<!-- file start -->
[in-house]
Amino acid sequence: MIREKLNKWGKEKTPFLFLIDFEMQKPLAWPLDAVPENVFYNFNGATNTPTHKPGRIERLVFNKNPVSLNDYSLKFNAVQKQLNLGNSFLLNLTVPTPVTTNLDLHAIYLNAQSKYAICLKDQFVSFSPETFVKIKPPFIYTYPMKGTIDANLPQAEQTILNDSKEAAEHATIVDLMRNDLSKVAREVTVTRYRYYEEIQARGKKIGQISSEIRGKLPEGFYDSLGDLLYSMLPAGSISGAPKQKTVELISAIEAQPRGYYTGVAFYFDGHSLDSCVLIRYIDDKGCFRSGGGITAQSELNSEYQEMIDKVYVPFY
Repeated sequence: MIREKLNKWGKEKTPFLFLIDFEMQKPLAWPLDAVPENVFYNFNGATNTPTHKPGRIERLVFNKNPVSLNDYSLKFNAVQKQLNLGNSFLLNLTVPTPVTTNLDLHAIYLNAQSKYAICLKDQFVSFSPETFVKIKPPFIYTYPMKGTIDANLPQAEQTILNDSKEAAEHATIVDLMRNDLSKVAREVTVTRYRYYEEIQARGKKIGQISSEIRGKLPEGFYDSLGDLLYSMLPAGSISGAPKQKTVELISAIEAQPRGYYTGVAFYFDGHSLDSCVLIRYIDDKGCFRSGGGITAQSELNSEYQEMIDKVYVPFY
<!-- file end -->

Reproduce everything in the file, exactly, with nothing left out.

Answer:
[in-house]
Amino acid sequence: MIREKLNKWGKEKTPFLFLIDFEMQKPLAWPLDAVPENVFYNFNGATNTPTHKPGRIERLVFNKNPVSLNDYSLKFNAVQKQLNLGNSFLLNLTVPTPVTTNLDLHAIYLNAQSKYAICLKDQFVSFSPETFVKIKPPFIYTYPMKGTIDANLPQAEQTILNDSKEAAEHATIVDLMRNDLSKVAREVTVTRYRYYEEIQARGKKIGQISSEIRGKLPEGFYDSLGDLLYSMLPAGSISGAPKQKTVELISAIEAQPRGYYTGVAFYFDGHSLDSCVLIRYIDDKGCFRSGGGITAQSELNSEYQEMIDKVYVPFY
Repeated sequence: MIREKLNKWGKEKTPFLFLIDFEMQKPLAWPLDAVPENVFYNFNGATNTPTHKPGRIERLVFNKNPVSLNDYSLKFNAVQKQLNLGNSFLLNLTVPTPVTTNLDLHAIYLNAQSKYAICLKDQFVSFSPETFVKIKPPFIYTYPMKGTIDANLPQAEQTILNDSKEAAEHATIVDLMRNDLSKVAREVTVTRYRYYEEIQARGKKIGQISSEIRGKLPEGFYDSLGDLLYSMLPAGSISGAPKQKTVELISAIEAQPRGYYTGVAFYFDGHSLDSCVLIRYIDDKGCFRSGGGITAQSELNSEYQEMIDKVYVPFY